'oneOf' Input Object

The oneOf input object is a particular type of input object, where exactly one of the input fields must be provided as input, or otherwise the server returns a validation error. This behavior introduces polymorphism for inputs in GraphQL, allowing us to design neater schemas.

For instance, retrieving a user in our application could be done by different properties, such as the user ID or email. To do this, we'd normally need to create a separate field for each property:

type Query {
userByID(id: ID!): User
userByEmail(email: String!): User
}

Thanks to the oneOf input object, we can instead have a single field user that accepts all properties via a UserByInput oneOf input object, knowing that only one of the properties (either the ID or the email) can and must be provided:

type Query {
user(by: UserByInput!): User
}

input UserByInput @oneOf {
id: ID
email: String
}

(Please notice that the syntax @oneOf above is for documentation only within the context of the GraphQL API for WordPress, as we don't need to use SDL —Schema Definition Language— to generate the schema; the plugin already generates the schema via PHP code, using the inputs from the Schema Configuration.)

In the query, we provide the input value for exactly one of the properties:

{
tom: user(by: {
id: 1
}) {
name
}

jerry: user(by: {
email: "jerry@warnerbros.com"
}) {
name
}
}

If we provide two (or more) values to the input:

{
user(by: {
id: 1
email: "jerry@warnerbros.com"
}) {
name
}
}

... then the server will return an error:

{
"errors": [
{
"message": "The oneOf input object 'UserByInput' must be provided exactly one value, but 2 have been provided",
"extensions": {
"type": "Query",
"field": "user(by:{id:1,email:\"jerry@warnerbros.com\"})",
"argument": "by"
}
}
],
"data": {
"user": null
}
}

How the GraphQL API for WordPress makes use of oneOf input objects permalink

Let's see a few situations in which the plugin makes use of this feature, and which we can also use to extend our GraphQL schemas.

Selecting a single entity by different properties permalink

This is the general case for the query demonstrated above, concerning input UserByInput in field user.

Whenever we need to fetch a single entity (a single User, Post, PostTag, etc) that can be uniquely identified by more than one property (such as by ID or email, ID or slug, etc), then we can define all different properties into a oneOf input object, and converge all different fields to retrieve that entity into a single field.

Accepting different sets of data in mutations permalink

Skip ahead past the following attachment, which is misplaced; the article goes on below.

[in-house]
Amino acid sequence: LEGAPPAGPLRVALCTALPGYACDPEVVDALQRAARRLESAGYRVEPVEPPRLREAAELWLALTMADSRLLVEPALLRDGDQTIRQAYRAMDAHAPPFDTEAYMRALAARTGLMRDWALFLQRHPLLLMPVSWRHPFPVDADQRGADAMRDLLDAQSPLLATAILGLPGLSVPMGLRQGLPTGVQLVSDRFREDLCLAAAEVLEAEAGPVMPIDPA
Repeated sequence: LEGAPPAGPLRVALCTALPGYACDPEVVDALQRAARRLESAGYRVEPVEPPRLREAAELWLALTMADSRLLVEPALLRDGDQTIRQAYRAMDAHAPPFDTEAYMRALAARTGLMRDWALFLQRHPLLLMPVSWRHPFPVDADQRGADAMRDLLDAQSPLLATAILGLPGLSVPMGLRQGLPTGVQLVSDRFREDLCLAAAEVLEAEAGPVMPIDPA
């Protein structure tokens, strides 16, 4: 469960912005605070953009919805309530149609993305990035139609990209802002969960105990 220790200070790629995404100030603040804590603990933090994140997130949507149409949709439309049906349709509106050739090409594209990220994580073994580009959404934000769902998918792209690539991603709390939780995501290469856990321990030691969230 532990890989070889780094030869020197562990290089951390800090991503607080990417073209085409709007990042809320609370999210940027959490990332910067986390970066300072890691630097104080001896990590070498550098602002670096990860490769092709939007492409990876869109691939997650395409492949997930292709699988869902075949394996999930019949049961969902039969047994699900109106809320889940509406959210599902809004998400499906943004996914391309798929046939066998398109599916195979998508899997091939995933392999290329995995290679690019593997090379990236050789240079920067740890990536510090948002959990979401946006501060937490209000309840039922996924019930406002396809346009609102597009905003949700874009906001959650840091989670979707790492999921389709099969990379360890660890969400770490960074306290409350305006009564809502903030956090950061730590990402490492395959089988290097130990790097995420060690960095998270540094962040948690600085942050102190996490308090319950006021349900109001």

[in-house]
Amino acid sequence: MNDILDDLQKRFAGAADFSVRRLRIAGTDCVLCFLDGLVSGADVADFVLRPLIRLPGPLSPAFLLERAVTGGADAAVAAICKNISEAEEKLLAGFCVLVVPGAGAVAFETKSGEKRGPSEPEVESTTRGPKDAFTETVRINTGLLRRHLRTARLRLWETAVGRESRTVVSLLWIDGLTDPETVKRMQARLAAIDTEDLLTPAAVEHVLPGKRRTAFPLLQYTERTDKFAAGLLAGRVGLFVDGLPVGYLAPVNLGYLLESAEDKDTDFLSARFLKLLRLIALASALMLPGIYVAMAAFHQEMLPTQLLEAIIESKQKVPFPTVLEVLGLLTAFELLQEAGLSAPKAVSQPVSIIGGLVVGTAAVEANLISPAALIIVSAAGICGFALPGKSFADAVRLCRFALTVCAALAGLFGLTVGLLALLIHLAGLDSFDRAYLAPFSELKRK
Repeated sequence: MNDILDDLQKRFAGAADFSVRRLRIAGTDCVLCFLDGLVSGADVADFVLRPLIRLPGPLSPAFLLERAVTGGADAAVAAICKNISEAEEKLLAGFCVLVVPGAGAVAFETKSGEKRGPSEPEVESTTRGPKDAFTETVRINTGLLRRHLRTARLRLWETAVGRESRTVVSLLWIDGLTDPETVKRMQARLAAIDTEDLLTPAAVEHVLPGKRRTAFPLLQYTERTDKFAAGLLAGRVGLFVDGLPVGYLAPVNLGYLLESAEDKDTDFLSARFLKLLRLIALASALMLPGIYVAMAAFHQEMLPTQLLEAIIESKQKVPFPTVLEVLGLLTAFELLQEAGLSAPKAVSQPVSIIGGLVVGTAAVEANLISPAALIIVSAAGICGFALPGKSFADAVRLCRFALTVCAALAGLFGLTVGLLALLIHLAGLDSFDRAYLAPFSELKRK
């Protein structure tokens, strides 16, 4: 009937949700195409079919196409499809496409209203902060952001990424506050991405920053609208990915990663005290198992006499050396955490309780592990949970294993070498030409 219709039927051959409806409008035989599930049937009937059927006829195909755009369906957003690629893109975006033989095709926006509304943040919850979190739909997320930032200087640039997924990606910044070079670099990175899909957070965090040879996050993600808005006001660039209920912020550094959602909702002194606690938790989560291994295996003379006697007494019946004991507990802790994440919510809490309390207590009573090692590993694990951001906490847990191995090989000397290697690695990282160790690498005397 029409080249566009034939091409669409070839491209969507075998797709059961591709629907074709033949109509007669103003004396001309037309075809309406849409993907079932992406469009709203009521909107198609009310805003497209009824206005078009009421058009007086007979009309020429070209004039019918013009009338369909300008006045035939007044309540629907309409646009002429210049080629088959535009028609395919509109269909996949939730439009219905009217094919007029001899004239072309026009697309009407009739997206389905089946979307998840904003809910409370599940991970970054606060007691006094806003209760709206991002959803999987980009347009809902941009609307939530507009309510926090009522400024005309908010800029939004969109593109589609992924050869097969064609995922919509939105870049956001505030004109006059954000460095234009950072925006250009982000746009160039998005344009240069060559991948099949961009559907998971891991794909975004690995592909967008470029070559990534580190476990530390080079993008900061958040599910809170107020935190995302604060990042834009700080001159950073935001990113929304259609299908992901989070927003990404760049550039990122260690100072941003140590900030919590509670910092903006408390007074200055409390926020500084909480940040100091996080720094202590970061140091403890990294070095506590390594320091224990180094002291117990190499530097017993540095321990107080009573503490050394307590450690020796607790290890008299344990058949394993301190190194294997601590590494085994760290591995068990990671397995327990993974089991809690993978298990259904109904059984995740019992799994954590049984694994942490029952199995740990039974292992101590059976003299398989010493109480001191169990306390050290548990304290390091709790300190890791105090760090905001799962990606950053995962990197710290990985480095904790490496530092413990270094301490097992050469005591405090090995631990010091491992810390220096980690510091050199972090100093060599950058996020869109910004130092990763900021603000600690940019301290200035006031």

When doing a mutation, we may accept different sets of data as inputs. Instead of exposing different mutation fields for each different set of data, by using a oneOf input object, a single mutation field can tackle all possibilities.

For instance, the mutation loginUser can support logging users in by a number of different methods: username/password, JWT token, application passwords, or others. That's why this mutation receives the oneOf Input Object LoginUserByInput, which currently accepts the standard username/password WordPress validation, but can also be expanded to other methods:

type Mutation {
loginUser(by: LoginUserByInput!): RootLoginUserMutationPayload!
}

input LoginUserByInput @oneOf {
credentials: LoginCredentialsInput
}

input LoginCredentialsInput {
usernameOrEmail: String!
password: String!
}

Querying meta values permalink

Querying meta values in WordPress can be complex, with combinations of inputs that can conflict with each other, as explained in its documentation:

The following arguments can be passed in a key=>value paired array.

  • meta_query (array) – Contains one or more arrays with the following keys:
    • key (string) – Custom field key.
    • value (string|array) – Custom field value. It can be an array only when compare is 'IN', 'NOT IN', 'BETWEEN', or 'NOT BETWEEN'. You don’t have to specify a value when using the 'EXISTS' or 'NOT EXISTS' comparisons in WordPress 3.9 and up. (Note: Due to bug #23268, value was required for NOT EXISTS comparisons to work correctly prior to 3.9. You had to supply some string for the value parameter. An empty string or NULL will NOT work. However, any other string will do the trick and will NOT show up in your SQL when using NOT EXISTS. Need inspiration? How about 'bug #23268'.)